At last Wednesday's Legal Committee meeting, Alderman David Marston (First Ward) reported that his research had revealed that the eleven supportive housing facilities operated by Eric Galloway's Lantern Organization in New York City averaged twenty-six building code violations per building per year. This statement was quoted in the Register-Star coverage of the meeting and by Gossips. Today, Tom Swope, executive director for the Galvan Initiatives Foundation, responds to this allegation on the foundation's blog.
Gossips received this comment from "Weltschmerz":ReplyDelete
"Shame on Galvan for going after Dave Marston. Insinuating that he is somehow prejudiced against people in need is precisely the kind of tactic used by SLC. Rather than unite, they choose to divide. Rather than stand on their record, they try to smear their opposition. Nice. So once again, they shield, blame, deflect or simply refuse to answer reasonable questions. Dave must have hit a little too close to home by unearthing something they would rather have remain buried."
Tom responds as the perfect shill he has been hired by GalVan for.ReplyDelete
Attacking me personally rather than demonstrably citing evidence contrary to my asseration is an incredibly irresponsible position for a foundation seeking a 30 year 3+mil dollar relationship with a city I partially represent. I encourage anyone to go to the NYC Dept of Buildings online BIS (building information system) and explore the Lantern violations themselves. GalVan can marshall lazy deceptions about my 'prejudices' against the people supportive housing helps, or they can listen to those very people, and speak to the hundreds of complaints they have lodged against Lantern through the NYC DOB.ReplyDelete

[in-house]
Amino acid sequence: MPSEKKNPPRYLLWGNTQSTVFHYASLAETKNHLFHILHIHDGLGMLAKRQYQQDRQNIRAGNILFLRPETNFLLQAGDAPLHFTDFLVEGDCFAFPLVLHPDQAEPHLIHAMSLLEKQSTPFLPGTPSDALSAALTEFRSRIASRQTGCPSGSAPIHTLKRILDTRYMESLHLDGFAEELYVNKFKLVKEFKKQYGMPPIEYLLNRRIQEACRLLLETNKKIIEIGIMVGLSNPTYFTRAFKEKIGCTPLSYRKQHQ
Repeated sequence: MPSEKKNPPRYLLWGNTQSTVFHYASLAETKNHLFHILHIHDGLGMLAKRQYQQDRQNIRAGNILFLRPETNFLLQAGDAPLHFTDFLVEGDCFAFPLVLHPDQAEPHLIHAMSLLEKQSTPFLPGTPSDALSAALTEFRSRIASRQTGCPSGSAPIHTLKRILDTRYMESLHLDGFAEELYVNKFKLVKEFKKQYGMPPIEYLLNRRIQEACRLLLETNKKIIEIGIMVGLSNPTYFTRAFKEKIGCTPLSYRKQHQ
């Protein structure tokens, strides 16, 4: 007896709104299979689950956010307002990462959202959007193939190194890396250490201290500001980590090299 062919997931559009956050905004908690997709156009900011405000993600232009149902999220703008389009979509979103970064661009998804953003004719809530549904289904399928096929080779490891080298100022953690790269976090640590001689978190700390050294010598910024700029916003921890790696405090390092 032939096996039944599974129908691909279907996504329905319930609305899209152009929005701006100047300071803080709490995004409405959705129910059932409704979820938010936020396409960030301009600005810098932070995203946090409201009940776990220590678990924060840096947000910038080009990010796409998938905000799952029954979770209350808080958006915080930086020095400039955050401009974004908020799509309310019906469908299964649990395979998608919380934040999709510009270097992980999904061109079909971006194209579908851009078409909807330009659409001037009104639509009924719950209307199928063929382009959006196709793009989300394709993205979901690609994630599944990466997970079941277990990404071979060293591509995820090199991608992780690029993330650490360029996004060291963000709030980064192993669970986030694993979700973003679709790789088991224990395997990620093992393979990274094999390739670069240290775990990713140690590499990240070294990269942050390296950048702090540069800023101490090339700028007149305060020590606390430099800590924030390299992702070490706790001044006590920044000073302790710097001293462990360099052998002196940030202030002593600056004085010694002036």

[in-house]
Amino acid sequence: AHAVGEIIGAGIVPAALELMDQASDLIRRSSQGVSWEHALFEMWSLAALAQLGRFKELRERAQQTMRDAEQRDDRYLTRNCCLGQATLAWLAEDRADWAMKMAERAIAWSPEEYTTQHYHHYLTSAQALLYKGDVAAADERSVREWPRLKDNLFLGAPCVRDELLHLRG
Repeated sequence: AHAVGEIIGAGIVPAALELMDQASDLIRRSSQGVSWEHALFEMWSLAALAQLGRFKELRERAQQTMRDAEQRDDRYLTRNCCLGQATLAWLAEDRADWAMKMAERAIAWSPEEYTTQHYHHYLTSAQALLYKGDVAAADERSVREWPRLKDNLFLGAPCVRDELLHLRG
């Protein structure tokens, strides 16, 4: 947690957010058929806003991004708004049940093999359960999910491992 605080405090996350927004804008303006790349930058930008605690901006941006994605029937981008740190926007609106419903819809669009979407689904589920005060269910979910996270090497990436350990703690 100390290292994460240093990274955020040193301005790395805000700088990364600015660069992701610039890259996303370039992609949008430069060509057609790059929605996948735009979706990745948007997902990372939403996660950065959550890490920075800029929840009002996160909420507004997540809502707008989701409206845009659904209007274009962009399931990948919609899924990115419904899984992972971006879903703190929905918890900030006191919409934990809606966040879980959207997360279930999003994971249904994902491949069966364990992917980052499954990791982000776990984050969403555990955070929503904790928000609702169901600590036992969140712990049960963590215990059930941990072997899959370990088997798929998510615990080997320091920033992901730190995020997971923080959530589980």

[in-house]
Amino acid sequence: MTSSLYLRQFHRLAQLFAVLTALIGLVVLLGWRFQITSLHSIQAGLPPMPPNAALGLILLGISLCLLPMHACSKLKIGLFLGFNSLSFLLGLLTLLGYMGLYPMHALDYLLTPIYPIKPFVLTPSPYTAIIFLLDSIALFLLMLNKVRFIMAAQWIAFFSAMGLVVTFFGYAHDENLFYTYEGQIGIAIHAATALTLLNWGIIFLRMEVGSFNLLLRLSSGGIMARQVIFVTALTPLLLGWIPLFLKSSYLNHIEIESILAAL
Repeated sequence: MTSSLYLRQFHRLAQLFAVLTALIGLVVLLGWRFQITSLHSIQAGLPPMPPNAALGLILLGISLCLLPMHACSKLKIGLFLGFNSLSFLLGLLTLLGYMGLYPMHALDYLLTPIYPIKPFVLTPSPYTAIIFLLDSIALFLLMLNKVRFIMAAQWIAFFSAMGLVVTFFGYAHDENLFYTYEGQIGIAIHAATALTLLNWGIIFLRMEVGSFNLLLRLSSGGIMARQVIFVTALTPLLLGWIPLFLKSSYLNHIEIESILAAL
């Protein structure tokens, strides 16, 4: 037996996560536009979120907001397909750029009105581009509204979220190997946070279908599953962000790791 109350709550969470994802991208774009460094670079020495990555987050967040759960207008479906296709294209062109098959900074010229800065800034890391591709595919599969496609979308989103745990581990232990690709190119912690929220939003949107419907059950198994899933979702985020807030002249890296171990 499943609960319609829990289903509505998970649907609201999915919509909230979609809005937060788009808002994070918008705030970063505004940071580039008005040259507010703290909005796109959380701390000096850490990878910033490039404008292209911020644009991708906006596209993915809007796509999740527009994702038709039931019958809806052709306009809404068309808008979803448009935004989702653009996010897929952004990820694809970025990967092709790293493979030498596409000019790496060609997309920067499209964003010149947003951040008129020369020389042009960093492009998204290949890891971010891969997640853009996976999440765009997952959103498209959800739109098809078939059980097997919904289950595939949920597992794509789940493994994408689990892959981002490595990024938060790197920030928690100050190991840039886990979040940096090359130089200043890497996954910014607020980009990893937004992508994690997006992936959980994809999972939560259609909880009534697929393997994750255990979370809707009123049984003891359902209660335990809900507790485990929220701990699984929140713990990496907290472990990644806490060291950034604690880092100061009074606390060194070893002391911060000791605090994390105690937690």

The City has never put out an RFP for this project. Perhaps that would start the conversation without the shadow of stinking impropriety that Civic Hudson has cast on the discourse of this massive municipal project.
Whether they're correct or not, it's one thing for GalVan to contest facts and quite another to enter into ugly, ad hominem accusations (accusations I know to be false, I might add!).ReplyDelete
GalVan's decision to call both my representative's characters into question, and by extension their sympathetic constituents, is utterly despicable.
Suddenly this quasi-gift of a new police station is looking a lot less generous. These tactics are part and parcel of a coercion.
With this giant miscalculation, GalVan owes the Common Council and the entire City an apology.
From the telltale style we believe we've discovered the whereabouts of Quintin Cross:
"One wonders what the real agenda or motivation of the the three alderman, of which Marston was one, who voted against the non binding resolution supporting the Lantern Groups proposal. Is it simply that it is Eric Galloway is proposing this?"